At the American Academy of Sleep Medicine’s & the Sleep Research Society’s first-ever virtual SLEEP conference, Nox Medical hosted a satellite symposium titled “Telemedicine & Beyond the AHI” featuring expert-led discussions around some of the biggest challenges and opportunities facing modern sleep medicine.
U.S.-based sleep neurologist and neuroscientist Dr. Jeffrey S. Durmer, MD, PhD, led a session on the application of telehealth strategies for sleep disordered breathing (SDB), with a specific focus on how telehealth delivery methods enable scalability and lead to positive outcomes.
Telehealth vs. Telemedicine
Before diving into workflows and outcomes, Dr. Durmer first defined the relationship between telehealth and telemedicine.
“Telehealth encompasses all delivery types of health and healthcare-related services using electronic systems,” Dr. Durmer said. “As the word ‘telehealth’ suggests, we are talking about more than just medical care; it’s also about supportive care, wellbeing care—things that other professionals provide from wellness programs, care navigators, and stepped-care programs that support medical decision-making.”
Dr. Durmer explained that devices are an important part of the telehealth equation, too. This includes medical devices, like home and laboratory sleep testing, external and implanted therapeutic devices (like CPAP devices) and medical alert devices; as well as increasingly popular commercial devices, like wearables, watches, rings, and apps.
Telemedicine exists within the larger sphere of telehealth. Telemedicine refers to direct medical care between a patient and a medical care provider. As Dr. Durmer puts it, “telehealth is a brick-and-mortar system—the bricks being the medical care and devices, and the mortar being the Internet and communications involved.”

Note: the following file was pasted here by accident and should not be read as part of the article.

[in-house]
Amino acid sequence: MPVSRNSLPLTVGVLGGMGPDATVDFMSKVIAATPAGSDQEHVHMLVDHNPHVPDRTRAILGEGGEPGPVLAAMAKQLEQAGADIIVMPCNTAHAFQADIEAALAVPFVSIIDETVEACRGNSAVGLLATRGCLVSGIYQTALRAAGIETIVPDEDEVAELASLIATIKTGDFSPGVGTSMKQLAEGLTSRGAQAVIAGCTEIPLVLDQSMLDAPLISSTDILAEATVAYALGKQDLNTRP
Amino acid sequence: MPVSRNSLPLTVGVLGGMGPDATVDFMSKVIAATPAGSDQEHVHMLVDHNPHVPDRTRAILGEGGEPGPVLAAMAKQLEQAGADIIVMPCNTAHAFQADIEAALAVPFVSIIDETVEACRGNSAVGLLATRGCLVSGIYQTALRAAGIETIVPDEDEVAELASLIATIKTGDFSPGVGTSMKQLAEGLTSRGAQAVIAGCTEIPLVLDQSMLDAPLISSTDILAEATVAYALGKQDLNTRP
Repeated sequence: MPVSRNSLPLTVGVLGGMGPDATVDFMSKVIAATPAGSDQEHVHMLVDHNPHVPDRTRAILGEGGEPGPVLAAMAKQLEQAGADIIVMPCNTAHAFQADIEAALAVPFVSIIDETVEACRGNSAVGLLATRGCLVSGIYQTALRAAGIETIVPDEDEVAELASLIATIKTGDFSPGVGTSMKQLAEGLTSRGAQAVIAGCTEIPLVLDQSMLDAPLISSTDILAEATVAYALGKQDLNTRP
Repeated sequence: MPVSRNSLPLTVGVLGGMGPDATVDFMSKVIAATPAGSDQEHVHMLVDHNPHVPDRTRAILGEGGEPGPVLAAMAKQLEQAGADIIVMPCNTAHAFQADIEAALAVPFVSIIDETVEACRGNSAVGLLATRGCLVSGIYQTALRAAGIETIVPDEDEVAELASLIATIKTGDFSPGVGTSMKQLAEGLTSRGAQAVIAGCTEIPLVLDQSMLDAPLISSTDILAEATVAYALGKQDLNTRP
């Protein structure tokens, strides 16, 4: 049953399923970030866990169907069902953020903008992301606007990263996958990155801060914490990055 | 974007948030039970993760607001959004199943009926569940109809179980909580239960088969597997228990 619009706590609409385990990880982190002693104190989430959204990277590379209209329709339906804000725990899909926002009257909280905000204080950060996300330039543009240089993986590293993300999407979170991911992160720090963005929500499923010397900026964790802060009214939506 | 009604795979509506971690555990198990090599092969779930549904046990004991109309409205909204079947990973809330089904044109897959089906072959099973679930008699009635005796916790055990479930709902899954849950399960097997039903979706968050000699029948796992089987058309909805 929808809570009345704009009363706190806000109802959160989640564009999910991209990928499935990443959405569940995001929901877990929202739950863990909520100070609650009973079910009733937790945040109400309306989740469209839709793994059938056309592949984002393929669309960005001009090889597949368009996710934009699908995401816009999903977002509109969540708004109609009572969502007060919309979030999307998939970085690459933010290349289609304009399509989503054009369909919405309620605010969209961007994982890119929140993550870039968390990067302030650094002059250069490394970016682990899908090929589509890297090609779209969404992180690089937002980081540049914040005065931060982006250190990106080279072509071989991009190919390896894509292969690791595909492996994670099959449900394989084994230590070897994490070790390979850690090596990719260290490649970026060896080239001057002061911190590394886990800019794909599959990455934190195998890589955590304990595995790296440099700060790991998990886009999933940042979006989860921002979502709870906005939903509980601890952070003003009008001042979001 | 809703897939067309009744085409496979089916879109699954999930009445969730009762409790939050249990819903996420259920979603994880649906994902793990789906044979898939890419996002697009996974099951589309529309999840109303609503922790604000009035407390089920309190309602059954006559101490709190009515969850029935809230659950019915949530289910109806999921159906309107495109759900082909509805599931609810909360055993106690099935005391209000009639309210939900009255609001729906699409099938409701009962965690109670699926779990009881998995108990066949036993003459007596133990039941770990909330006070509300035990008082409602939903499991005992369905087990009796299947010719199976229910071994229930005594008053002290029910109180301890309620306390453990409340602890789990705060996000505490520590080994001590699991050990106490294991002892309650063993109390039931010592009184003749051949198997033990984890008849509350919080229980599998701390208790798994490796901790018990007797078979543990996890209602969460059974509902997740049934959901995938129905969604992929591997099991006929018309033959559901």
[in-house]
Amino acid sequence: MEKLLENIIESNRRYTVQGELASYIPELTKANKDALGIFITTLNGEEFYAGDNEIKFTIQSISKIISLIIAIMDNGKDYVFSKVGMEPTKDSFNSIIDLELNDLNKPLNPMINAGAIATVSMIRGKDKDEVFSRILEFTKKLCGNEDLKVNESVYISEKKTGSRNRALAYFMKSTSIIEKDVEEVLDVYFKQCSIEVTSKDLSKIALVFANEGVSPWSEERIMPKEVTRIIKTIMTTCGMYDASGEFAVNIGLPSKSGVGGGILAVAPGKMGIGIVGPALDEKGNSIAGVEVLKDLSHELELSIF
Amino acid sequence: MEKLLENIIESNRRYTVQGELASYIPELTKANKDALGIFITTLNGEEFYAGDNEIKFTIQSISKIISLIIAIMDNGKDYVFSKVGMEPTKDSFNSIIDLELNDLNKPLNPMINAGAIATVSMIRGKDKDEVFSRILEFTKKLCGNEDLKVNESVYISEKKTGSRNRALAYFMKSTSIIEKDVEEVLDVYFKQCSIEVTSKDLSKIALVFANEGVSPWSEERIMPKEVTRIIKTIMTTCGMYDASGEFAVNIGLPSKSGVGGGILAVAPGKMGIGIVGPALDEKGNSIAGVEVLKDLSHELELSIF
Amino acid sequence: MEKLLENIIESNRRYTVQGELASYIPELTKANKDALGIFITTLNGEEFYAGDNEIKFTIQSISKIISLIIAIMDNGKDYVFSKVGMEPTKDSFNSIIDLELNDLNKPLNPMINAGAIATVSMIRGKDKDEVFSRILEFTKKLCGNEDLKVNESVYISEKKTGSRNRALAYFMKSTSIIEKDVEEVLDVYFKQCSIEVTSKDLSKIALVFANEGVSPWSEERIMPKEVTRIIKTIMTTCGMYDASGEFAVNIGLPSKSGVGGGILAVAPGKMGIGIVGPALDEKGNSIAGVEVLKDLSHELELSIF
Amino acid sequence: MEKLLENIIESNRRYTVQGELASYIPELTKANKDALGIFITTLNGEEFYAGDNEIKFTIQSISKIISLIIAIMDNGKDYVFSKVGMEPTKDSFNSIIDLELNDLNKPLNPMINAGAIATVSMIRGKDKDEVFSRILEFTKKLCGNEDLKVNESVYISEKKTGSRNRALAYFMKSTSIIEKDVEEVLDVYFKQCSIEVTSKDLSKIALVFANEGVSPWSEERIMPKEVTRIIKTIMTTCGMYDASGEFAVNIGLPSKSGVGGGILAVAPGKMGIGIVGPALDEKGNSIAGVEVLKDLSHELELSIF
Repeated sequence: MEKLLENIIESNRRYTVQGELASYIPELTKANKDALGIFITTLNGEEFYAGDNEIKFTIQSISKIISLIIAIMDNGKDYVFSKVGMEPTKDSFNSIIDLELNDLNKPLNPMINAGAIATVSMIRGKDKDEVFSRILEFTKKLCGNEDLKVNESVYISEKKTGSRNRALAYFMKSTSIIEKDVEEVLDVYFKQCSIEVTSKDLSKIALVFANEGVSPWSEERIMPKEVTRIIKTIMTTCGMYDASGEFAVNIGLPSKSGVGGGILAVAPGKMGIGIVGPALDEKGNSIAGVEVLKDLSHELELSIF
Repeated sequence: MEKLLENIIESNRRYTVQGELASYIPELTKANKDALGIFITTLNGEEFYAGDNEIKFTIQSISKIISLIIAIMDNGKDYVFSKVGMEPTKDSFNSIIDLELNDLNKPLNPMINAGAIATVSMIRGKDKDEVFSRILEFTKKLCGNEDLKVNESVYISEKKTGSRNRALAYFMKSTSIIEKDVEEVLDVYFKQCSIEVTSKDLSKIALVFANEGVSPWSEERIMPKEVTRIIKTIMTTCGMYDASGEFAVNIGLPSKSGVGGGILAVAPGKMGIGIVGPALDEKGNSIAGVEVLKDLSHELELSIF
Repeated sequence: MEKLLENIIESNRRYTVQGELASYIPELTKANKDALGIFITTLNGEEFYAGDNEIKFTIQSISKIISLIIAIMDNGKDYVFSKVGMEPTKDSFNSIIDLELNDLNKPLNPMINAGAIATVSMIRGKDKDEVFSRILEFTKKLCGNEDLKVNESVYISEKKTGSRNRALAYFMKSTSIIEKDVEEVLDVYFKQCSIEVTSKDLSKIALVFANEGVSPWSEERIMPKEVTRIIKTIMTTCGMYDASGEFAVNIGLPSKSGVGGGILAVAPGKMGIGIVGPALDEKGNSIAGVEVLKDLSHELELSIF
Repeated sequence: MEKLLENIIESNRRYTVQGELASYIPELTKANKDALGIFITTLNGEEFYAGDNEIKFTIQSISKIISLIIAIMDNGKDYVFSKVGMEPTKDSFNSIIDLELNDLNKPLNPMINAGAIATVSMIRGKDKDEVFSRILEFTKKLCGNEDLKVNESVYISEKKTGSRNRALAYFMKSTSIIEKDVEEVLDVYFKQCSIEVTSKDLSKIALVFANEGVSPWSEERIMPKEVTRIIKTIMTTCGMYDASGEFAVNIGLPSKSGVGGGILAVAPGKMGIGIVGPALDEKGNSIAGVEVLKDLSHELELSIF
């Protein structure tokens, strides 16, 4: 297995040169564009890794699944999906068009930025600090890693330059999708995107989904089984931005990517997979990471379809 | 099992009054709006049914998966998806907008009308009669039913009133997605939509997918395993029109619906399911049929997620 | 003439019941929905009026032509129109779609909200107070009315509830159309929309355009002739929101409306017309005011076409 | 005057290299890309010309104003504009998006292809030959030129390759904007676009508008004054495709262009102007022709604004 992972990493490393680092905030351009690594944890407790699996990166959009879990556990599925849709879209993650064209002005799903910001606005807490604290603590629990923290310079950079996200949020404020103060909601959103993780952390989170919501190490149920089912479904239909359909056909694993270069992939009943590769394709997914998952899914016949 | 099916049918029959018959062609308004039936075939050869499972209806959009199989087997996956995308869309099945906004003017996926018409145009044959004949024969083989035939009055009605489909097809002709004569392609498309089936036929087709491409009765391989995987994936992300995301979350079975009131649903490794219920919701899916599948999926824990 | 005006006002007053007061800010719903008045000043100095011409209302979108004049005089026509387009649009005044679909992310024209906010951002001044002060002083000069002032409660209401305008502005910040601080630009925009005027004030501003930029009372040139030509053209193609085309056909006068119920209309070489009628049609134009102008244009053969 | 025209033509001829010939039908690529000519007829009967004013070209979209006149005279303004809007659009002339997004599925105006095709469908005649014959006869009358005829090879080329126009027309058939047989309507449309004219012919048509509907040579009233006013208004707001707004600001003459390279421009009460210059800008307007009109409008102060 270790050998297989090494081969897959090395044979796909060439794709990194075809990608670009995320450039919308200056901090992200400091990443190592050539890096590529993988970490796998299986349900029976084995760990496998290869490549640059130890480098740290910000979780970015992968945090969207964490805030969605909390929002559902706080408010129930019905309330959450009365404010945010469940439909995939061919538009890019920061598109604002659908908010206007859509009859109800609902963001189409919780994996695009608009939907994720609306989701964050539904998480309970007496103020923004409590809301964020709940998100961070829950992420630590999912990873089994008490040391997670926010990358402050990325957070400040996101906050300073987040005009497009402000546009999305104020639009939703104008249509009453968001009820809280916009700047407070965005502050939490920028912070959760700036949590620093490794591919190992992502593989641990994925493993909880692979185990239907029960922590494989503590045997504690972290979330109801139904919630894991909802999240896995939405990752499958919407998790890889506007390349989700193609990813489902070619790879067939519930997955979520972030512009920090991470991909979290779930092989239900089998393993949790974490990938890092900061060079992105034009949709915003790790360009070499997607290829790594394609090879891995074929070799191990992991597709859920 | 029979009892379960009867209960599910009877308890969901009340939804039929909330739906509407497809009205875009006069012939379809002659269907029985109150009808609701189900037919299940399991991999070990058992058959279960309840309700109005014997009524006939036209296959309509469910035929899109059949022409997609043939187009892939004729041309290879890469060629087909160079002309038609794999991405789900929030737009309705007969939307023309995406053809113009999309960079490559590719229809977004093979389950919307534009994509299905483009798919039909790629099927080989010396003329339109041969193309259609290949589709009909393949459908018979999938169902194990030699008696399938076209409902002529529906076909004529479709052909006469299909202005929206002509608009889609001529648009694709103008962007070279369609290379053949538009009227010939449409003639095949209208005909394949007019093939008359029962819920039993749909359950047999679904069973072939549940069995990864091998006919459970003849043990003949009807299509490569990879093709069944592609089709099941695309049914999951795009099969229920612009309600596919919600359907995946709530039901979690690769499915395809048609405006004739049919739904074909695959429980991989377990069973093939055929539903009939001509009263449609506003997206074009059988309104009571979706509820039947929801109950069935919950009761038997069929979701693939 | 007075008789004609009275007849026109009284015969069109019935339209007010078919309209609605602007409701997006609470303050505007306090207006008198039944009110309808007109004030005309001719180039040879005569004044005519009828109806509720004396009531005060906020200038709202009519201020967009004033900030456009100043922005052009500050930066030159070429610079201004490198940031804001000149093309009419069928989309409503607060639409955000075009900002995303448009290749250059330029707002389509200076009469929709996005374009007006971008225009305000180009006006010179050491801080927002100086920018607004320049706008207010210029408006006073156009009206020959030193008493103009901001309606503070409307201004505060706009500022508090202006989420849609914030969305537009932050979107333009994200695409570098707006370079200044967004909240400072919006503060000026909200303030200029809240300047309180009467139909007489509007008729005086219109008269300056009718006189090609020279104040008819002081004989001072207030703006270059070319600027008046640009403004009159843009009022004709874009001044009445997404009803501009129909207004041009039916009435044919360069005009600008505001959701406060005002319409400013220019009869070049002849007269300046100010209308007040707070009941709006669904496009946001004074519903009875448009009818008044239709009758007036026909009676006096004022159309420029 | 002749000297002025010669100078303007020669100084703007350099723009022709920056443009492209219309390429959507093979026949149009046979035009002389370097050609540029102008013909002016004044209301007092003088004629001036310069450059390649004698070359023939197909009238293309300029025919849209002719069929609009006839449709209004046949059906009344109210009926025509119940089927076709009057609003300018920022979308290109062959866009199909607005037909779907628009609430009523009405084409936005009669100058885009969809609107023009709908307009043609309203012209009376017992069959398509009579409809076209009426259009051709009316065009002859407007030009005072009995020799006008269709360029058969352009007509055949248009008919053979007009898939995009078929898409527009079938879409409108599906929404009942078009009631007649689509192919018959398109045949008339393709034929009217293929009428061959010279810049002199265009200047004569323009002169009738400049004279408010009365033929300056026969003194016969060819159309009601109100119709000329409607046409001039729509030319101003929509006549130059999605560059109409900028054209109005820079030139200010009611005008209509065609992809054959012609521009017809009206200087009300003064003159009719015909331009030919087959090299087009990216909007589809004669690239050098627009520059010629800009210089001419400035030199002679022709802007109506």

As Dr. Durmer explained further, telemedicine can be synchronous, with real-time patient-professional delivery of care; and asynchronous, where patient information is stored and forwarded for interpretation by a physician (like a sleep study), or collected as part of remote data monitoring (like cloud-based PAP data collection).
Scaling Sleep Care Using Telehealth
Following his description of the telehealth-telemedicine differential, Dr. Durmer shared how sleep professionals can use workflows to scale sleep care using telehealth.
“Programs where people with sleep issues are assessed using algorithms that integrate clinically validated questionnaires and/or widely available technology, such as consumer electronics, allow systematic assessment of individual sleep health risk factors no matter where a participant lives, and no matter what the problem may be.”
Improved access allows physicians to quickly and efficiently provide evidence-based treatment plans and interject personalized guidance to help patients understand things like sleep timing, duration, and quality. Adding to the workflow things like educational resources and self-help strategies using behavioral sleep and mindfulness programs allows patients to not only better understand their sleep problems, but take steps to remedy them.
When it comes to actually addressing a medical sleep issue, patients usually begin with a synchronous, one-on-one consultation experience and then graduate into asynchronous management using telehealth strategies to support their care.
Yielding Positive Population Outcomes
According to Dr. Durmer, having an integrated support mechanism around your telemedicine program is the most important element in terms of generating tangible outcomes.
Dr. Durmer explained that supportive care personnel integrated within an escalation-based system using technological data gathering and machine learning algorithms to analyze patient care provides a scalable patient-centered system. For example, providing behavioral sleep medicine care managers with escalated sleep therapy information allows proactive interventions that can help avoid lapses in treatments and/or complications requiring medical attention. This creates efficiencies on the provider side and ensures effectiveness of care on the patient side.
Dr. Durmer concluded that this telehealth-enabled balance of efficiency and efficacy is what yields positive population outcomes, such as significant increases in compliance for PAP therapy, quality of life and health benefits, as well as savings in healthcare costs.
Catch Dr. Durmer’s full presentation on how sleep professionals can benefit from these telehealth and telemedicine strategies below.